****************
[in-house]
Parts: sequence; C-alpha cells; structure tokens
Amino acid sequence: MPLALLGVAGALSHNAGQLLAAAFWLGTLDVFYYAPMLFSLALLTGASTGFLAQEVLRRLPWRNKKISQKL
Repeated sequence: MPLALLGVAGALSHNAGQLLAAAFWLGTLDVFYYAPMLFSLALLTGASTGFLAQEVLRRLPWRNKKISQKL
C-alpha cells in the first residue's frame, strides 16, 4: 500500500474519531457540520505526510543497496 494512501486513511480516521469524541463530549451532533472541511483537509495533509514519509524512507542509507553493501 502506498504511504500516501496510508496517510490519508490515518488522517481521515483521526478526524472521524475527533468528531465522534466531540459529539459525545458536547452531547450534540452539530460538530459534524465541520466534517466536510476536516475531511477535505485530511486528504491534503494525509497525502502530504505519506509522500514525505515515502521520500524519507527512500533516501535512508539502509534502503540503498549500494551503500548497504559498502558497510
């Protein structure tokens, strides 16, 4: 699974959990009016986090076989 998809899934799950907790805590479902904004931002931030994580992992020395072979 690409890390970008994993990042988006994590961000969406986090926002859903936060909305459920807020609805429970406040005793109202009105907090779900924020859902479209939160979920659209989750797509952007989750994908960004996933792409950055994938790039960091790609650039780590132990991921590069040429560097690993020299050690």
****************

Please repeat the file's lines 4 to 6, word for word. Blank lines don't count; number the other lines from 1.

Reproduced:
Repeated sequence: MPLALLGVAGALSHNAGQLLAAAFWLGTLDVFYYAPMLFSLALLTGASTGFLAQEVLRRLPWRNKKISQKL
C-alpha cells in the first residue's frame, strides 16, 4: 500500500474519531457540520505526510543497496 494512501486513511480516521469524541463530549451532533472541511483537509495533509514519509524512507542509507553493501 502506498504511504500516501496510508496517510490519508490515518488522517481521515483521526478526524472521524475527533468528531465522534466531540459529539459525545458536547452531547450534540452539530460538530459534524465541520466534517466536510476536516475531511477535505485530511486528504491534503494525509497525502502530504505519506509522500514525505515515502521520500524519507527512500533516501535512508539502509534502503540503498549500494551503500548497504559498502558497510
């Protein structure tokens, strides 16, 4: 699974959990009016986090076989 998809899934799950907790805590479902904004931002931030994580992992020395072979 690409890390970008994993990042988006994590961000969406986090926002859903936060909305459920807020609805429970406040005793109202009105907090779900924020859902479209939160979920659209989750797509952007989750994908960004996933792409950055994938790039960091790609650039780590132990991921590069040429560097690993020299050690």